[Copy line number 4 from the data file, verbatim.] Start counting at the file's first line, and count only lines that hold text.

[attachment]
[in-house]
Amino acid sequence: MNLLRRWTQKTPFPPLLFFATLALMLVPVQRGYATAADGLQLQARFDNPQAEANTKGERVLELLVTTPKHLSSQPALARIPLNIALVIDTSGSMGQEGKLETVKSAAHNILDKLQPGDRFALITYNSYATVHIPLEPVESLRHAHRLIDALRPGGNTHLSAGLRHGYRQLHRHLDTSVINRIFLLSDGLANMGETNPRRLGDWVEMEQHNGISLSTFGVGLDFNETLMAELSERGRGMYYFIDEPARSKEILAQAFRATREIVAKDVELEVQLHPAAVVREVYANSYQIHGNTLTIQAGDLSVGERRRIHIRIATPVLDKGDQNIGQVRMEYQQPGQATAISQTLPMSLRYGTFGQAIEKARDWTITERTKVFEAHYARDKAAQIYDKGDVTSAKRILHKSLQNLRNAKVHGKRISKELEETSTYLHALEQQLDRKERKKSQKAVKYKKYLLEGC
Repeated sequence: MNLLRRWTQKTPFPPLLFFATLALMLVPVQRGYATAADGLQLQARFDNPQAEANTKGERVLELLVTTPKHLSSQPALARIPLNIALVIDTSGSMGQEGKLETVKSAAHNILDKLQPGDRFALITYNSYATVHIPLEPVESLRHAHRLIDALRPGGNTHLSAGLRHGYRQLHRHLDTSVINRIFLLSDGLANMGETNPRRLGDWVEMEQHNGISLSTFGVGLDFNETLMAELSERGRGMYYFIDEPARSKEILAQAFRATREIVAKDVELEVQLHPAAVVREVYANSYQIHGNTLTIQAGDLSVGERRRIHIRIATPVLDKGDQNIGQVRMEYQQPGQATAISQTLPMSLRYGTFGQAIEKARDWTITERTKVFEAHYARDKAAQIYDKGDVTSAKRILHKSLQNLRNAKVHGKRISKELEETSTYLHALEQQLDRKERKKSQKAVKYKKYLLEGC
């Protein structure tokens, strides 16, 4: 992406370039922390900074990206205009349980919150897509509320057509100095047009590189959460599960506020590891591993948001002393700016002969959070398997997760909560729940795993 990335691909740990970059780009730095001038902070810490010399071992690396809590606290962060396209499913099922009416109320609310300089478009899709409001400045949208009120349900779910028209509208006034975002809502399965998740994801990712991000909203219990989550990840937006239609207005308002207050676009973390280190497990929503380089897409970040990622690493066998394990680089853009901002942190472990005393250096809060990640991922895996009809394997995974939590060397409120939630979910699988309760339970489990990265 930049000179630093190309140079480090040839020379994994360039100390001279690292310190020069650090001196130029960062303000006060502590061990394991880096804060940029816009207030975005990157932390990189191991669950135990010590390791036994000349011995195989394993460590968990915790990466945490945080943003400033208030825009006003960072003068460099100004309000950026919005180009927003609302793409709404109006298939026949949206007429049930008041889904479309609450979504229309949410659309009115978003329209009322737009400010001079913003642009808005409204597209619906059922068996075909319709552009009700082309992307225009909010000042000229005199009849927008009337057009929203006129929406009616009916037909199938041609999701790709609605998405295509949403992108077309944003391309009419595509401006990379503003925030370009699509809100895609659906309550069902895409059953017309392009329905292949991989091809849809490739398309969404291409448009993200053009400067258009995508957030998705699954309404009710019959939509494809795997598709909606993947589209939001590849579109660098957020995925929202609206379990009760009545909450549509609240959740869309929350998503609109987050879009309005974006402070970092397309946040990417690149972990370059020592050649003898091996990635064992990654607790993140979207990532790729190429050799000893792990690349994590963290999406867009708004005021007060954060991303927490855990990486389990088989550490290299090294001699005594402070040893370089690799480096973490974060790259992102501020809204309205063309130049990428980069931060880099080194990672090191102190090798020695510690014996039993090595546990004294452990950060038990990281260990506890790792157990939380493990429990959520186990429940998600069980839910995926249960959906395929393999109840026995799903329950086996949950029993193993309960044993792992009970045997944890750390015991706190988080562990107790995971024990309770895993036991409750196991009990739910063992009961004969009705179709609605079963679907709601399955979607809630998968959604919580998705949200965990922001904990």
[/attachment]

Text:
């Protein structure tokens, strides 16, 4: 992406370039922390900074990206205009349980919150897509509320057509100095047009590189959460599960506020590891591993948001002393700016002969959070398997997760909560729940795993 990335691909740990970059780009730095001038902070810490010399071992690396809590606290962060396209499913099922009416109320609310300089478009899709409001400045949208009120349900779910028209509208006034975002809502399965998740994801990712991000909203219990989550990840937006239609207005308002207050676009973390280190497990929503380089897409970040990622690493066998394990680089853009901002942190472990005393250096809060990640991922895996009809394997995974939590060397409120939630979910699988309760339970489990990265 930049000179630093190309140079480090040839020379994994360039100390001279690292310190020069650090001196130029960062303000006060502590061990394991880096804060940029816009207030975005990157932390990189191991669950135990010590390791036994000349011995195989394993460590968990915790990466945490945080943003400033208030825009006003960072003068460099100004309000950026919005180009927003609302793409709404109006298939026949949206007429049930008041889904479309609450979504229309949410659309009115978003329209009322737009400010001079913003642009808005409204597209619906059922068996075909319709552009009700082309992307225009909010000042000229005199009849927008009337057009929203006129929406009616009916037909199938041609999701790709609605998405295509949403992108077309944003391309009419595509401006990379503003925030370009699509809100895609659906309550069902895409059953017309392009329905292949991989091809849809490739398309969404291409448009993200053009400067258009995508957030998705699954309404009710019959939509494809795997598709909606993947589209939001590849579109660098957020995925929202609206379990009760009545909450549509609240959740869309929350998503609109987050879009309005974006402070970092397309946040990417690149972990370059020592050649003898091996990635064992990654607790993140979207990532790729190429050799000893792990690349994590963290999406867009708004005021007060954060991303927490855990990486389990088989550490290299090294001699005594402070040893370089690799480096973490974060790259992102501020809204309205063309130049990428980069931060880099080194990672090191102190090798020695510690014996039993090595546990004294452990950060038990990281260990506890790792157990939380493990429990959520186990429940998600069980839910995926249960959906395929393999109840026995799903329950086996949950029993193993309960044993792992009970045997944890750390015991706190988080562990107790995971024990309770895993036991409750196991009990739910063992009961004969009705179709609605079963679907709601399955979607809630998968959604919580998705949200965990922001904990």